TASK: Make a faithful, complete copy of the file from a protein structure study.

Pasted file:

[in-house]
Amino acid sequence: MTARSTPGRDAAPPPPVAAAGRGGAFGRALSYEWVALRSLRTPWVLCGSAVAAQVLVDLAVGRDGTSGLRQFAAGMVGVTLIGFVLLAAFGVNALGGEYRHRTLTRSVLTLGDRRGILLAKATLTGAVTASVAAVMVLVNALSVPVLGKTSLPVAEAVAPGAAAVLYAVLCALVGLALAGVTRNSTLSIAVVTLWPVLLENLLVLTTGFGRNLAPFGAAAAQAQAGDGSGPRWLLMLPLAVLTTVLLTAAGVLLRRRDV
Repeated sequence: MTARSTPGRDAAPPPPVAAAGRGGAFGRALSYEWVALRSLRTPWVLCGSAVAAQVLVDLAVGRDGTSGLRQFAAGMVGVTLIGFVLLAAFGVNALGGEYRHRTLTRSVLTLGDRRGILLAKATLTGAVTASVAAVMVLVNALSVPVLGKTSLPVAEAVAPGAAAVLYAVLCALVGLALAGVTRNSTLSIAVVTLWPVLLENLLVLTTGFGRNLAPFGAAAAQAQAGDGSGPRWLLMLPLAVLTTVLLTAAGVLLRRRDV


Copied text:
[in-house]
Amino acid sequence: MTARSTPGRDAAPPPPVAAAGRGGAFGRALSYEWVALRSLRTPWVLCGSAVAAQVLVDLAVGRDGTSGLRQFAAGMVGVTLIGFVLLAAFGVNALGGEYRHRTLTRSVLTLGDRRGILLAKATLTGAVTASVAAVMVLVNALSVPVLGKTSLPVAEAVAPGAAAVLYAVLCALVGLALAGVTRNSTLSIAVVTLWPVLLENLLVLTTGFGRNLAPFGAAAAQAQAGDGSGPRWLLMLPLAVLTTVLLTAAGVLLRRRDV
Repeated sequence: MTARSTPGRDAAPPPPVAAAGRGGAFGRALSYEWVALRSLRTPWVLCGSAVAAQVLVDLAVGRDGTSGLRQFAAGMVGVTLIGFVLLAAFGVNALGGEYRHRTLTRSVLTLGDRRGILLAKATLTGAVTASVAAVMVLVNALSVPVLGKTSLPVAEAVAPGAAAVLYAVLCALVGLALAGVTRNSTLSIAVVTLWPVLLENLLVLTTGFGRNLAPFGAAAAQAQAGDGSGPRWLLMLPLAVLTTVLLTAAGVLLRRRDV